Materials and methods
To determine the presence of ophthalmology journals on social networking sites, an archived list of 107 ophthalmology journals was assembled using the SCImago journal ranking search on October 14, 2014.11 Journals were retrieved using the following search criteria: medicine (subject), ophthalmology (subject category), all countries, 2014 (year), and no minimal citations. Each ophthalmology journal was then searched on Facebook and Twitter using the full journal name and abbreviations in the search box of each site. Furthermore, the official website of each journal was observed for links to any social networking pages. Popularity of the audience for each account was quantified by recording the number of “likes” on Facebook or “followers” on Twitter. Only official organization pages were included and links to other third party information sites on Facebook were excluded.
All professional ophthalmology associations were included in the study if they were members of the International Council of Ophthalmology (ICO) or listed on the ICO website.12 Additional associations were retrieved by searching the official associations of each peer-reviewed journal and examining the follower list of other professional organizations on Twitter. Ophthalmology trade publications or magazines published in the English language were retrieved from Google searches, the collective personal experience of the authors, and by searching the follower list of each retrieved trade publication and ophthalmology professional association on Twitter. Patient advocacy groups, defined as educational, patient support, or fundraising organizations for visually impaired people, were retrieved using American Academy of Ophthalmology (AAO) links to humanitarian organizations and resources for patients.13,14 The followers of each organization on Twitter were further searched to retrieve additional organizations not on the AAO list. In addition to assessing the popularity on Facebook and Twitter, professional ophthalmology associations and patient advocacy groups were also searched on LinkedIn with the number of “members” recorded to quantify popularity on this site. English language only searches were performed for all journals and organizations.
Box and whisker plots using Tukey’s method were created using GraphPad Prism version 6.00 for Macintosh (GraphPad Software, La Jolla, CA, USA). These plots were used to compare the top ten ranking accounts in each category: peer-reviewed journals, trade publications, professional associations, and patient advocacy or fundraising groups. The central box represents the values from the 25th to 75th percentiles and the middle line represents the median value. The whisker lines extend from the minimum to the maximum values, excluding outliers (defined as greater than or less than 1.5× interquartile range), which are displayed as separate points.
Of the 107 ophthalmology journals ranked by SCImago, only 21.5% were present on Facebook and 18.7% were present on Twitter. Only 46% of journals with a Facebook or Twitter page had a link posted on their official website. Moreover, only three and five of the top ten ranked journals by SCImago were present on Facebook and Twitter, respectively. The Journal of Community Eye Health garnered the most followers on Facebook whereas JAMA Ophthalmology had the most followers on Twitter. Among the 133 members of the ICO, only 18% were present on Facebook, 12.8% were present on Twitter, and 7.5% were present on LinkedIn. The ICO had the most followers on Facebook and the AAO had the most followers on Twitter. Table 1 displays the three most popular journals, trade publications, professional associations, and patient advocacy groups on Facebook, Twitter, and LinkedIn.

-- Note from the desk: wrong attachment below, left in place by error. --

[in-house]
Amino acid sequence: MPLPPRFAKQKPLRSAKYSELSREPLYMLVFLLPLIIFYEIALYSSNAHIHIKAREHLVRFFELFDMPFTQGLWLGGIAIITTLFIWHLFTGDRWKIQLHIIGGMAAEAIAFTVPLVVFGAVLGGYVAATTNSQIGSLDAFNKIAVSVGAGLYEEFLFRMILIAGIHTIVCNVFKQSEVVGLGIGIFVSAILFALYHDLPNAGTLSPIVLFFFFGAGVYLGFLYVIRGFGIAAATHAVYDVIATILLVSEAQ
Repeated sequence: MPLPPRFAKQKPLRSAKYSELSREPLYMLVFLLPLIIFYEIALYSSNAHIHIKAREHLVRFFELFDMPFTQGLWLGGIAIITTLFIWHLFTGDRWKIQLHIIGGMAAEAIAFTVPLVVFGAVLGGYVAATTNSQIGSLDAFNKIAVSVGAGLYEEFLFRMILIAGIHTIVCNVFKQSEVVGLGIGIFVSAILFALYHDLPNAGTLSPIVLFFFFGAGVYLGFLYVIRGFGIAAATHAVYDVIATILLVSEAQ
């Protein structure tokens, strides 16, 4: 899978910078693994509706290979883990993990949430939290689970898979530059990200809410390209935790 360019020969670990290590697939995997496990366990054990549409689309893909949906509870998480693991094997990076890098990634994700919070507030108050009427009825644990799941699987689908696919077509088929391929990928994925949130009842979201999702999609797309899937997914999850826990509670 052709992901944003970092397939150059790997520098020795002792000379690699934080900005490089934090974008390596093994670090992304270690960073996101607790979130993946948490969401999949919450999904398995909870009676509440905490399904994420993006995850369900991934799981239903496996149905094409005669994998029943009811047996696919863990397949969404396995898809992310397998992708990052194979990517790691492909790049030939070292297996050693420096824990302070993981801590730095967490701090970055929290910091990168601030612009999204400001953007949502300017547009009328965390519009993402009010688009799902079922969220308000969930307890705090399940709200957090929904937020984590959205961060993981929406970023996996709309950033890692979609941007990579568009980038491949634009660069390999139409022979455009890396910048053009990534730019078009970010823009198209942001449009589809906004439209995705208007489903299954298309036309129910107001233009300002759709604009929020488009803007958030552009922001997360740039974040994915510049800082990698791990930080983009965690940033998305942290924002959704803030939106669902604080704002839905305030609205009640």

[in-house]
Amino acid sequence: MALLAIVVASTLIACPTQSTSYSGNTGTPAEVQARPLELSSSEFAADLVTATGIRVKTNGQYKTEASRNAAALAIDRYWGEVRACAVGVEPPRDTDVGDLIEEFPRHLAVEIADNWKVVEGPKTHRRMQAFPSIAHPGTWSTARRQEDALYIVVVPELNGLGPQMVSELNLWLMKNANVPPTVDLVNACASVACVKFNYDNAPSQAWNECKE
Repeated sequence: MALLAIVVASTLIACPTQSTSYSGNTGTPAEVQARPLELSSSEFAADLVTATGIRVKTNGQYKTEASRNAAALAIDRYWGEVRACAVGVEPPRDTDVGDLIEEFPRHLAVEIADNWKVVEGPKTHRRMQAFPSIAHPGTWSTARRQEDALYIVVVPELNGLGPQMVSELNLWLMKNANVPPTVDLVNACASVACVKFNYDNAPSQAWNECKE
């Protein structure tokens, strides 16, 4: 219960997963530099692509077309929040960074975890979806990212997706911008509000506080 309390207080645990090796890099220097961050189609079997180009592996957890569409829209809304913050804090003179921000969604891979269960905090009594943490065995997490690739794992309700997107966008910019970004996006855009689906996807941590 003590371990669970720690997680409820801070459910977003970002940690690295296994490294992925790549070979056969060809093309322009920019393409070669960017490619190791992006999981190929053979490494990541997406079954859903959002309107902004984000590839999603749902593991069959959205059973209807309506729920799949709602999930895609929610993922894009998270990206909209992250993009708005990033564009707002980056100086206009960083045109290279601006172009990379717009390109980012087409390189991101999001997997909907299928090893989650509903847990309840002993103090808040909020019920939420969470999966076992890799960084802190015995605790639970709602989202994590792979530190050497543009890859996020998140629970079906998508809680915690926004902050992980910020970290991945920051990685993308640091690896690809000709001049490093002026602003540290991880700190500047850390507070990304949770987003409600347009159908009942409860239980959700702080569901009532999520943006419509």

Table 1 Top three most popular accounts on each social media platform (Facebook, Twitter, LinkedIn) of peer-reviewed journals, professional organizations, trade publications, and patient advocacy groups
Patient advocacy groups were the most popular on Facebook, with the leader, The Fred Hollows Foundation (an Australian foundation named after an Australian ophthalmologist), having 60,000 more likes than the leading professional ophthalmology association, the International Council of Ophthalmology (Figure 1). Patient advocacy organizations were similarly more popular than journals, professional associations, and trade publications on Twitter (Figure 2); however, the leading professional association, the AAO, had more followers than all patient advocacy organizations except for the Royal National Institute for the Blind. Moreover, patient advocacy groups were more popular on LinkedIn (Figure 3) than with professional organizations despite the AAO being the leader with 4,608 followers. The median number of followers on Facebook among the top ten peer-reviewed journals was greater than those of trade publications (1,345 versus 902). However, the top ten trade publications were more popular on Twitter, with a median number of followers of 5,015 compared with 821.5 for peer-reviewed journals.
The activity on Twitter was quantified using the number of tweets by each organization or publication. Among the top ten most popular in each category, patient advocacy organizations were the most active (median number of tweets 3,608) followed by trade publications (1,247.5), professional associations (823), and journals (584.5). The number of tweets among the ten most popular accounts in each group is displayed in Figure 4.